New Orleans-based architect Jose Alvarez, AIA, believes that designers can help communities achieve design solutions that work for everyone. “Through community-based participatory design, an architect can facilitate a process to open channels for communication within a community that is typically focused on their differences and not their shared values and goals,” he says.

Burke believes that the role of an architect can be to facilitate inclusive decision making and consensus building. “Architects deal with a diverse constituency of people over many years. We have a wealth of experience in coming to understand what their wants and needs are and what will make it easier for them to go through life,” he says.

When many voices are included in planning and design, gathering spots, downtown areas, and even entire neighborhoods can be transformed for the greater enjoyment of all.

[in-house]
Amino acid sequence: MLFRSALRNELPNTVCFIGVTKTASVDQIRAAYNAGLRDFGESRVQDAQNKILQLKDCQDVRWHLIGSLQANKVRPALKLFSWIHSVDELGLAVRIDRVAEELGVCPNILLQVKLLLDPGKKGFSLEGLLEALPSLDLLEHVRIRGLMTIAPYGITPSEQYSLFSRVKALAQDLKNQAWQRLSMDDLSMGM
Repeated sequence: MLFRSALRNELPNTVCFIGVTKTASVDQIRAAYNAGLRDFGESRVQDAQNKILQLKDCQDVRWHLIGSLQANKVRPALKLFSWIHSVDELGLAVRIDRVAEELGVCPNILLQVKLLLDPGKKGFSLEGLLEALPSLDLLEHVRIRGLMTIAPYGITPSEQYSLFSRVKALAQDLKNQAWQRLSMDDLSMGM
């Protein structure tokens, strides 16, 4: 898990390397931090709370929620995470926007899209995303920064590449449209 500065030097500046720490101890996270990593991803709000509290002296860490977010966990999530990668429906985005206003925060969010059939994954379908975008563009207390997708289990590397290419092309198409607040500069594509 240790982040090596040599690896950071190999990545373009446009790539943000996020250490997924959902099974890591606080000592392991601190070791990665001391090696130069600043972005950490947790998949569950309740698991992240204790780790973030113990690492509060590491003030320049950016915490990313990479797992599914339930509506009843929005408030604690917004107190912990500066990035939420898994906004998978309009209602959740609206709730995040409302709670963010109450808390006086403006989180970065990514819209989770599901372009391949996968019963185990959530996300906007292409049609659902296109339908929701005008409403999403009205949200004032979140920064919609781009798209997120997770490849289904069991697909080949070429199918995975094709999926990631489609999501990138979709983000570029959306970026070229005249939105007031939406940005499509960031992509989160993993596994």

Prioritize accessibility and safety

It goes without saying that each community has unique needs. Issues that affect your city may not necessarily affect a neighboring one, but two things that must always be accounted for are accessibility and security.

For years, Burke has worked with the American Institute of Architects to create a more inclusive architectural workforce and champion the contributions of architects who, like himself, overcame disabilities. He sees that civic buildings often have a long way to go in being truly accessible to those with differing physical, mental, and emotional abilities.

“We need to make facilities that accommodate all types of people,” Burke says. “Our government buildings are the ones that need the most attention. They get a lot of traffic, just based on their very nature of serving the public.” Complying with ADA accessible design standards or universal design standards are where civic leaders should start when working on new facilities or renovating existing ones. And Burke thinks that’s imperative. “After all, we are the ones who pay for those facilities as taxpayers,” he says.